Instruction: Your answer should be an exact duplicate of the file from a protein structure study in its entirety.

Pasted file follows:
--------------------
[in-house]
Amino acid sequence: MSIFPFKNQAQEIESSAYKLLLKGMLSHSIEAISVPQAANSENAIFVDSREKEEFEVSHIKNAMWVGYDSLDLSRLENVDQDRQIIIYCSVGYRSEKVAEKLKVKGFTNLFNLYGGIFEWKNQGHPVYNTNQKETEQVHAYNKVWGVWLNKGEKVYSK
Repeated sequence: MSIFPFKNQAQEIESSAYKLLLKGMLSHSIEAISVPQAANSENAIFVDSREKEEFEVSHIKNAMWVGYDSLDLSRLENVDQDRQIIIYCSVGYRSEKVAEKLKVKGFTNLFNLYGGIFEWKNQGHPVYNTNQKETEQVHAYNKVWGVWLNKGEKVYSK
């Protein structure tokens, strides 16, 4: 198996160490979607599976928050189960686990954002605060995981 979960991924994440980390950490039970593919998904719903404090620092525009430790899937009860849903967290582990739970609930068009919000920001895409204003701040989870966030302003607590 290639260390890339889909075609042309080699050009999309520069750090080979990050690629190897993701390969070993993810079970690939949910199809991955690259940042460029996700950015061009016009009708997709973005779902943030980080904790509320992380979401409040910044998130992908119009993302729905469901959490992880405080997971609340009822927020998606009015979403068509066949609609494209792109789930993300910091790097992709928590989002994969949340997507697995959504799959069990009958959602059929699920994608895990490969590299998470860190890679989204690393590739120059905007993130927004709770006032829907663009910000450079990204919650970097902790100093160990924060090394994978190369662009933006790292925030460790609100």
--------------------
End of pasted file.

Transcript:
[in-house]
Amino acid sequence: MSIFPFKNQAQEIESSAYKLLLKGMLSHSIEAISVPQAANSENAIFVDSREKEEFEVSHIKNAMWVGYDSLDLSRLENVDQDRQIIIYCSVGYRSEKVAEKLKVKGFTNLFNLYGGIFEWKNQGHPVYNTNQKETEQVHAYNKVWGVWLNKGEKVYSK
Repeated sequence: MSIFPFKNQAQEIESSAYKLLLKGMLSHSIEAISVPQAANSENAIFVDSREKEEFEVSHIKNAMWVGYDSLDLSRLENVDQDRQIIIYCSVGYRSEKVAEKLKVKGFTNLFNLYGGIFEWKNQGHPVYNTNQKETEQVHAYNKVWGVWLNKGEKVYSK
């Protein structure tokens, strides 16, 4: 198996160490979607599976928050189960686990954002605060995981 979960991924994440980390950490039970593919998904719903404090620092525009430790899937009860849903967290582990739970609930068009919000920001895409204003701040989870966030302003607590 290639260390890339889909075609042309080699050009999309520069750090080979990050690629190897993701390969070993993810079970690939949910199809991955690259940042460029996700950015061009016009009708997709973005779902943030980080904790509320992380979401409040910044998130992908119009993302729905469901959490992880405080997971609340009822927020998606009015979403068509066949609609494209792109789930993300910091790097992709928590989002994969949340997507697995959504799959069990009958959602059929699920994608895990490969590299998470860190890679989204690393590739120059905007993130927004709770006032829907663009910000450079990204919650970097902790100093160990924060090394994978190369662009933006790292925030460790609100």